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    It depends on one's circumstances. If one is on the road a lot, then lounge access will likely be very valuable, so I would say it would be worth it. In addition, if one is on the road a lot, then the annual fee can simply be paid with miles -- it gets even easier after reaching top elite and loads of miles start to roll in as 100% elite bonus miles with every trip...
     
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  10. Kalboz
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    Kalboz Gold Member

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  11. Wandering Aramean
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    Wandering Aramean Gold Member

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    Not to me, though that's because I don't really think that the lounges are worth paying for in most cases.
     
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  12. NYCUA1K

    NYCUA1K Gold Member

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    In a forum like this it is inevitable that mixed opinions will be given, which can be both a plus and minus, but I believe it is mostly a plus because from the multiplicity of opinions, one could develop an approach that fits one's circumstances. A typical example is that I disagree with this view:
    People who are on the road a great deal, but, due to a company rule or to their particular circumstances, cannot always travel in premium cabins that give them automatic access to airport lounges might feel differently about paying for lounge access. But things do not have to be black or white, as there is usually a middle ground that works. The OP might find this post and whole thread on the topic of lounge access with a CC enlightening...because there is this:
    ...mixed opinions can sometimes come from the same posters in different threads.;) The job of those seeking advice is to sift through it all to find what works for one's travel pattern...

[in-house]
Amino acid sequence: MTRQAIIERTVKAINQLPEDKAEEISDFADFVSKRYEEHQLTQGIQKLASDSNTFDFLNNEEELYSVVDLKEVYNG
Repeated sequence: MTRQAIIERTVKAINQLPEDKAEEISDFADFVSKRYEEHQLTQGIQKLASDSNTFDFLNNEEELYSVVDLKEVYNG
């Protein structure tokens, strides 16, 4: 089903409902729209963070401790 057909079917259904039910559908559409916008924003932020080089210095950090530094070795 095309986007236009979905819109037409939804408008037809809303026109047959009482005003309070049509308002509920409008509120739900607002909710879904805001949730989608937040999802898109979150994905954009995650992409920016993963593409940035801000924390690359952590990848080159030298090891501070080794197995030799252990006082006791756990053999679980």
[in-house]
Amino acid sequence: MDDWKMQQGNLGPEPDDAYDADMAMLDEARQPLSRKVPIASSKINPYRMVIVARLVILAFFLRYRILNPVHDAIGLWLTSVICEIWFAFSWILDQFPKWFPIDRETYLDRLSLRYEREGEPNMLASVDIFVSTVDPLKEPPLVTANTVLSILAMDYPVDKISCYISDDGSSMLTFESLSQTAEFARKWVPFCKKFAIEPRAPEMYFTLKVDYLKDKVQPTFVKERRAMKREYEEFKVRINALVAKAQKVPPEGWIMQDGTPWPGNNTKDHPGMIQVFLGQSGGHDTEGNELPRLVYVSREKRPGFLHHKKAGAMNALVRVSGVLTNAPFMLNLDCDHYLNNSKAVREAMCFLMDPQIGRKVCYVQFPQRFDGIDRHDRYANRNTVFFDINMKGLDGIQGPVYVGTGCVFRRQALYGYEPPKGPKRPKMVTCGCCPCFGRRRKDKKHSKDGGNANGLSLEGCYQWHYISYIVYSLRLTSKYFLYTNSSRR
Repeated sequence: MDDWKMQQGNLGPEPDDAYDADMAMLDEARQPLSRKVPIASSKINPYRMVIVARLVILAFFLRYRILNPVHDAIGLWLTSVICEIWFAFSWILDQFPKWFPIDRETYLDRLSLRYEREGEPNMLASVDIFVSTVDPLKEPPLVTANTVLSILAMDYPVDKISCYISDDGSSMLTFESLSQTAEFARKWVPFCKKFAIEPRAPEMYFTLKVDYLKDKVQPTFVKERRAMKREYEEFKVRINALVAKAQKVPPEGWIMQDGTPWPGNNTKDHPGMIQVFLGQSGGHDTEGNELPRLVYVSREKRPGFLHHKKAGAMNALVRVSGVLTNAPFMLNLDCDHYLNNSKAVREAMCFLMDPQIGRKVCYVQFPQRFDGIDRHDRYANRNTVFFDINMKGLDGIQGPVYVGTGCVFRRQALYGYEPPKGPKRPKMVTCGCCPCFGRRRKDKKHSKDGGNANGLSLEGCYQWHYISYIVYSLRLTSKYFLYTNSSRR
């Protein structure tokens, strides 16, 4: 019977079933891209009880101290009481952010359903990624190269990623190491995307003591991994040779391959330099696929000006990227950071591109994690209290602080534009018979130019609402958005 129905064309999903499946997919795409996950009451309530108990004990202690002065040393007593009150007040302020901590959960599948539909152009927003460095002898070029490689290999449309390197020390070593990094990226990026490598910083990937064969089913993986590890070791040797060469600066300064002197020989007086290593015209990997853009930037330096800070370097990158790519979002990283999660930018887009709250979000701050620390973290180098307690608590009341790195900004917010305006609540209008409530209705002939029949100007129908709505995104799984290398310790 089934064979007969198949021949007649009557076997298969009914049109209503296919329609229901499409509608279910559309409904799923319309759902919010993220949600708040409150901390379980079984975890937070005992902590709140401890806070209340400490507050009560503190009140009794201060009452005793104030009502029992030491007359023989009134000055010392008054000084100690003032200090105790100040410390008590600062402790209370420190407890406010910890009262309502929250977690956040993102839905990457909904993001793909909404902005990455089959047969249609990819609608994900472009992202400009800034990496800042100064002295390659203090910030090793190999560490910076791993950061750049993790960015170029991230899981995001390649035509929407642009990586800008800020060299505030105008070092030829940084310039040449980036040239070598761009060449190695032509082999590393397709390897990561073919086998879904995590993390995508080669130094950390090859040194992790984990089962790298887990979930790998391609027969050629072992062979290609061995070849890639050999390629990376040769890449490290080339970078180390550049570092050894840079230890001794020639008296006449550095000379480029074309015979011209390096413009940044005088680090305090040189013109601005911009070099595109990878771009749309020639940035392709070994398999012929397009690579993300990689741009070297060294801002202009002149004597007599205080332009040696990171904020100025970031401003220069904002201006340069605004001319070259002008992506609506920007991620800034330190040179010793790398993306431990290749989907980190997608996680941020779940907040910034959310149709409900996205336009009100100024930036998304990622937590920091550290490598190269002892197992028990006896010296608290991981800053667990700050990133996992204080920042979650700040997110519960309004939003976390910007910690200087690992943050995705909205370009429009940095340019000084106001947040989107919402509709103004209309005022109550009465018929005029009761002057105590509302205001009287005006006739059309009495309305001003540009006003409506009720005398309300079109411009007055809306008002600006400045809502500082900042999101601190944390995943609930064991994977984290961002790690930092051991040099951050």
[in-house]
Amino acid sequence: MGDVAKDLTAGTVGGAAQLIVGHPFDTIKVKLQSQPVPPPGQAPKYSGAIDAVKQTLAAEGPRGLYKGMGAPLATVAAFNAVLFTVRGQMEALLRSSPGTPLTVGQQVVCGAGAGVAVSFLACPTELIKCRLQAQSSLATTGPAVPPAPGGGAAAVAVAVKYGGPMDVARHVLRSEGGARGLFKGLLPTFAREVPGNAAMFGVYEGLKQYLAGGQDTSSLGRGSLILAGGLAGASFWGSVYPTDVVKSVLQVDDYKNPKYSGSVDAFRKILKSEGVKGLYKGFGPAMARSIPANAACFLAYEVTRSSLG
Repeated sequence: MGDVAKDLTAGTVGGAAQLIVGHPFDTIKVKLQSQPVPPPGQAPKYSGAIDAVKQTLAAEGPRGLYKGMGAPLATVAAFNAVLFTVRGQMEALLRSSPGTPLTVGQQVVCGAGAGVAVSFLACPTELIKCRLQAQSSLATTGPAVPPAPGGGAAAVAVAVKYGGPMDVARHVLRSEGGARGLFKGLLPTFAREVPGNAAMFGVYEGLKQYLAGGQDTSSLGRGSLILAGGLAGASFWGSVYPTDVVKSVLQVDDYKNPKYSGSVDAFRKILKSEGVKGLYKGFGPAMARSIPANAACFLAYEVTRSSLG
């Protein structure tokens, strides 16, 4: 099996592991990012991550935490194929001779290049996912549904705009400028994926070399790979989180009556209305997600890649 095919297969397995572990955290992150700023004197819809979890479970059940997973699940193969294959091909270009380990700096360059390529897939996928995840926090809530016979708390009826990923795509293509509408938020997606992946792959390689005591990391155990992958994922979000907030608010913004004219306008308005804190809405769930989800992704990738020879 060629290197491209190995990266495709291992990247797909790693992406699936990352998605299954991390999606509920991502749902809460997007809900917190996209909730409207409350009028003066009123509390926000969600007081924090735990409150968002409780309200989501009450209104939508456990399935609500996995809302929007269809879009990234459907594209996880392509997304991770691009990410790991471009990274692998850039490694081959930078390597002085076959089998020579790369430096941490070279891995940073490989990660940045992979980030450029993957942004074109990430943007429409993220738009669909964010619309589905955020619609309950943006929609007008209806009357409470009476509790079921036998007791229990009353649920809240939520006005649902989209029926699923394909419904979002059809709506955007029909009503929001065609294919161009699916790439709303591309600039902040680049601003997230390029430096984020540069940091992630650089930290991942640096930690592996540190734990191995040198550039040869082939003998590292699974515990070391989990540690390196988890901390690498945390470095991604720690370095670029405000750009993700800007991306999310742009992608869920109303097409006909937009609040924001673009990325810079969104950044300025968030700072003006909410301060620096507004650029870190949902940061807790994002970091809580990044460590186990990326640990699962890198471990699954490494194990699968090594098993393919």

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  13. Wandering Aramean
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    Wandering Aramean Gold Member

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    Most premium cabin domestic travel - the type the OP would have - doesn't come with lounge access anyways.

    :confused:

    While that may be the best deal on that card that doesn't mean I think it is worth doing. In that post I was replying to a specific question about how to get UA club access, versus Priority Pass. And I still believe that if you want that access the CC is the best way to do it. That is completely consistent with what I've said here.

    But thanks for trying to skew my words to misrepresent me. I always appreciate that sort of fun. :rolleyes:
     
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  14. NYCUA1K

    NYCUA1K Gold Member

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    Considering how much the OP will be on the road and that s/he explicitly included lounge access on the wish list, I should think that what you just stated makes my point, as I see no other way s/he would have access to a lounge.

    Your words, not mine, but they echoed what I had stated or proposed earlier (first year statement credit is now $100), as well as elsewhere. As for misinterpreting what you'd said, I cannot read your mind. I simply went by what you'd written and the inconsistency is evident...without reading your mind.
     
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  15. Jeanne23

    Jeanne23 Silver Member

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    I find lounge access very worth it (to the point where I buy lounge access itself so I can always have access to any star alliance, no matter what).

    I travel for work at the frequency you outlined and fly about 130k a year. The lounge is the difference between feeling crazy and uprooted all the time to having a routine you can rely on at the airport. It makes a world of difference, and I definitely felt every second of the US Airways club being closed in the Philly airport, and may have almost hugged the staff there when it reopened.
     
  16. NYCUA1K

    NYCUA1K Gold Member

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    This is my sentiment exactly. My traveling experience would be very miserable without guaranteed lounge access, even in the most remote airports. How miserable? So miserable that I have made sure I never experience it by acquiring multiple ways to access lounges around the world: (a) Star Alliance *G status for international lounges, (b) United Club membership through the Chase UC Business card for domestic as well as *A lounges around the world, (c) Full Priority Pass membership, (d) AMEX Business Platinum. In addition, I get lounge access by having a very high success rate of upgrade on int'l trips, or always redeeming to fly in C or F in Asia where one automatically gets a lounge access pass with one's BP for traveling in a premium cabin. ;):)